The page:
Scientists warn that agricultural harvests in some parts of the world could fall by about one-third as global temperatures increase. Farmers growing crops like rice and wheat will find it harder to set seed, and they will have to find new places to grow crops like tea and coffee.

Dr. John Sheehy, a crop ecologist at the International Rice Research Institute, says many food crops grown in the tropics are at or near their thermal limits, and will find it difficult to cope with further temperature rises. ?In rice, wheat and [corn], grain yields are likely to decline by 10% for every one degree Celsius [33.8 degrees F] increase in temperature. This effect appears to occur when temperatures in the tropics climb over [86 degrees Fahrenheit] during flowering. I would say we are at or close to this threshold,? Sheehy says. ?Heat damage has been seen in Cambodia and India. Initial results indicate that yields in the tropics might fall as much as 30% over the next 50 years.?

The Intergovernmental Panel on Climate Change estimates that the global temperature rise from 1990 to 2100 will turn out to be somewhere between [34.5] and [42.4 degrees Fahrenheit]. The most likely increase, with a 50% probability, will be between [36.3] and [38.8 degrees Fahrenheit]. Night temperature changes might damage plants? ability to produce pollen, and even a small decline in yields could prove devastating.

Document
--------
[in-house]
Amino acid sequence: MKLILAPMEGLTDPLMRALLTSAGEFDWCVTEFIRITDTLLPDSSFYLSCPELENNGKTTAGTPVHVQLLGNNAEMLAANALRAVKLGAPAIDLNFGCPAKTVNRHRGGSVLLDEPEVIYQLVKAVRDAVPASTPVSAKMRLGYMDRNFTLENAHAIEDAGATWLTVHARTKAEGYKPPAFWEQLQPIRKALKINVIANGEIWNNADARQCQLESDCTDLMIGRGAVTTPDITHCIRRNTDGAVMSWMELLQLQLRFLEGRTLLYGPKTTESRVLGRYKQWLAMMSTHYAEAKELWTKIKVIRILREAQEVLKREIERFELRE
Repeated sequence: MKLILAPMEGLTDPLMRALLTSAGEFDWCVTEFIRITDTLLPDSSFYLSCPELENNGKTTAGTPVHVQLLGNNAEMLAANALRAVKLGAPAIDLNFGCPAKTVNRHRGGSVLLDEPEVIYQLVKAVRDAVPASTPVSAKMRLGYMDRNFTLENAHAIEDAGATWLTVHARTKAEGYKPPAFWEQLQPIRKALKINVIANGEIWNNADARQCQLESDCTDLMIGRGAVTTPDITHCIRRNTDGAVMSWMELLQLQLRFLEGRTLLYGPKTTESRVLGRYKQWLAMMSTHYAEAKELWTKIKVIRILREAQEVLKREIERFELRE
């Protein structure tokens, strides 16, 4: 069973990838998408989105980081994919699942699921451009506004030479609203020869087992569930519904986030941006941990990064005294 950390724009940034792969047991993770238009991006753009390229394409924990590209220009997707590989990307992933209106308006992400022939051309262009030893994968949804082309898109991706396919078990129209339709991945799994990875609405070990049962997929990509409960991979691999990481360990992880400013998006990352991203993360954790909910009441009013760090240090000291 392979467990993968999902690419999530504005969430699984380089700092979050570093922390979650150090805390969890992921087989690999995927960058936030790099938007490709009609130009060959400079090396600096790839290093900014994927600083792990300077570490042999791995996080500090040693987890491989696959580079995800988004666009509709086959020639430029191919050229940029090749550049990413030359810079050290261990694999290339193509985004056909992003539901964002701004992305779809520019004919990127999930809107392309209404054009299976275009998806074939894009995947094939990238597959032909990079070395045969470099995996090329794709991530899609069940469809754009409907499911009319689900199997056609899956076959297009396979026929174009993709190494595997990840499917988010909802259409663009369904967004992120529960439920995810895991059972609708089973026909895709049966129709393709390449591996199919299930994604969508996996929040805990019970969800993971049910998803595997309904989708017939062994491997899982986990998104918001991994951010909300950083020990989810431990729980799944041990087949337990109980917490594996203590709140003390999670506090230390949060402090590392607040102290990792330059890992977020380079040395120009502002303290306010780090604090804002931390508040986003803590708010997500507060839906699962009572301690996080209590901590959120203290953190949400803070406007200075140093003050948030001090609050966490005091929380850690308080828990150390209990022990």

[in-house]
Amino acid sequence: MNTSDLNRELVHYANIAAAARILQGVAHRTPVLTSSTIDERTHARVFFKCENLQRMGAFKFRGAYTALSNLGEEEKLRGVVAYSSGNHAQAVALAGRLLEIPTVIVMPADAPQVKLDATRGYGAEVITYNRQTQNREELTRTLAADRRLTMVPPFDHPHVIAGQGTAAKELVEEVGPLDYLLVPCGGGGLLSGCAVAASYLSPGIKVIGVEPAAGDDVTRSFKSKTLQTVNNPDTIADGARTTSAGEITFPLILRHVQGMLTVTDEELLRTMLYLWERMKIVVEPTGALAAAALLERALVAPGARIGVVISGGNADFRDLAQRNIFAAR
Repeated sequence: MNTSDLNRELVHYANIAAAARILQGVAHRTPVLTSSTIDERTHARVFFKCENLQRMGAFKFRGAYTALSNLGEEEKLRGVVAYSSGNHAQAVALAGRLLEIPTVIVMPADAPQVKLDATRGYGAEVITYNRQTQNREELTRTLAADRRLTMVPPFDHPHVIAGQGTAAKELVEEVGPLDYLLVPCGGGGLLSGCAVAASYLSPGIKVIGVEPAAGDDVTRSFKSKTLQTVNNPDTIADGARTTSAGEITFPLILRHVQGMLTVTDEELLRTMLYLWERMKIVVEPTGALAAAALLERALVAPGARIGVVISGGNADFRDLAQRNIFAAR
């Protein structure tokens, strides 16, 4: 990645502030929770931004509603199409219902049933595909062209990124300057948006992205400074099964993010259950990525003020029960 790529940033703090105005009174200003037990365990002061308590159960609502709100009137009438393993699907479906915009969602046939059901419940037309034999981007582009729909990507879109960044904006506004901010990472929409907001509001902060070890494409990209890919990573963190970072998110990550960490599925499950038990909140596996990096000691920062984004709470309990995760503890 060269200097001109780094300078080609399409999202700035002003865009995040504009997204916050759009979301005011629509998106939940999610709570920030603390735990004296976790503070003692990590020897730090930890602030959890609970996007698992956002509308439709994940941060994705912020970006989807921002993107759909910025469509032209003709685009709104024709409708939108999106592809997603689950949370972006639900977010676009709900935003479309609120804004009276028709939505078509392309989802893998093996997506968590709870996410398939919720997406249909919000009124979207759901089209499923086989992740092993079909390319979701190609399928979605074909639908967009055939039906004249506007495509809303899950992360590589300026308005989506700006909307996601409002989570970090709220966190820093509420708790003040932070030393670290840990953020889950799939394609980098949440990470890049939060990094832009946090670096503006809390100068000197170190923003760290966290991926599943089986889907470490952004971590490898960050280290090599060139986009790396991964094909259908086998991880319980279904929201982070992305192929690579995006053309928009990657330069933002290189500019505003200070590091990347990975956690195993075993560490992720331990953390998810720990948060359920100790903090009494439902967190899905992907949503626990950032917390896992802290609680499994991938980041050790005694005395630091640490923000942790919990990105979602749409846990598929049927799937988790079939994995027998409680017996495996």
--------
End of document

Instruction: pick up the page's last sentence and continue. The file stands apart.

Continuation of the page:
?The population of Asia is expected to increase by 44% in the next 50 years, and yields must at least match that growth rate if famine is to be avoided,? says Sheehy. ?Currently more than half the people in southeast Asia have a calorie intake inadequate for an active life, and 10 million children die annually from diseases related to malnutrition.?

UN Environment Program scientists are concerned that higher temperatures will make it harder for African farmers to produce tea and coffee because traditional areas in Uganda and Kenya will have become too warm, forcing farmers to clear cooler land higher up. There will be similar problems for Asia, Latin America and the Caribbean.

The director, Dr. Klaus Toepfer, says, ?I would urge governments?to remember the billions of people living at or near the poverty line whose lives face ruin as a result of global warming.?

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